Water-spinach: Ipomoea aquatica
is a creeping, herbaceous vine that is cultivated in some cultures
as a vegetable. It is recognizable as a member of the
Look for first
- Vine growing on or near the water's edge
- Arrowhead-shaped leaves
- "Morning-glory" funneled flower
||Leaves: alternate, simple, with smooth petioles 3-14 cm (1-6
in) long; leaf blades generally arrowhead shaped but variable,
smooth (rarely hairy), to 17 cm (7 in) long, with tips pointed;
blades held above water when stems floating.
||Stems: herbaceous, trailing, with milky sap and roots at the
nodes; usually to 3 m (9 ft) long but can be much longer.
||Flowers: showy, white, or pale pink to lilac; broadly funnel
shaped, "morning-glory" like; solitary or in few-flowered clusters
at leaf axils.
||Fruit: an oval or spherical capsule, woody at maturity, about 1
cm (1/2 in) wide, holding 1-4 grayish seeds, these often
This introduction from Southeast Asia is a popular
cultivated green vegetable in China, India, Malaysia, Africa,
Brazil, the West Indies, and Central America. Due to its aggressive
growth rate, water-spinach has great potential to invade moist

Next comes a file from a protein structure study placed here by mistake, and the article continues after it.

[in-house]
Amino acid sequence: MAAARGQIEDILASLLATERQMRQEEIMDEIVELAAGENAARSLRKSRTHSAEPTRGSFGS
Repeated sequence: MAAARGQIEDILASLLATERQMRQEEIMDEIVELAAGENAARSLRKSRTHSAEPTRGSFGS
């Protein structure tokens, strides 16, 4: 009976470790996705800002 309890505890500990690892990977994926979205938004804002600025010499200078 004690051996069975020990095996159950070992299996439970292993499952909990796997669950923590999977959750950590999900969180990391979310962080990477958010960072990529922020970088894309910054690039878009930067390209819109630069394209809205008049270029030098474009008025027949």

cultivated areas, such as rice and sugar cane fields, and wet areas
such as the Everglades, natural lakes and rivers, drainage canals,
and ditches. In Florida, isolated populations have been found
floating and creeping horizontally along shorelines and over water
for long distances, especially in canals and lakes.
Native to China, but widely cultivated and naturalized in
Africa, Asia, Australia, Pacific Islands, and South America.
Because of its aggressive growth rate, never plant water-spinach
in Florida's ponds, lakes, rivers and canals. The possession of
water-spinach is prohibited without a special permit.
Why water-spinach must be managed
A single water-spinach plant can branch profusely with stems
growing to over 70 feet long. This fast growth rate, approximately
4 inches per day, represents a significant threat to flood control
and native plant habitats, especially in central and south
Environmental damage caused by water-spinach populations
- Water-spinach creates impenetrable masses of tangled vegetation
obstructing water flow in drainage and flood control canals.
- Water-spinach infests lake, pond, and river shorelines,
displacing native plants that are important for fish and
- Water-spinach forms dense impenetrable canopies over small
ponds and retention basins creating stagnant water conditions that
are ideal breeding environments for mosquitoes.
Image Credit: Center for Aquatic and Invasive Plants, University of Florida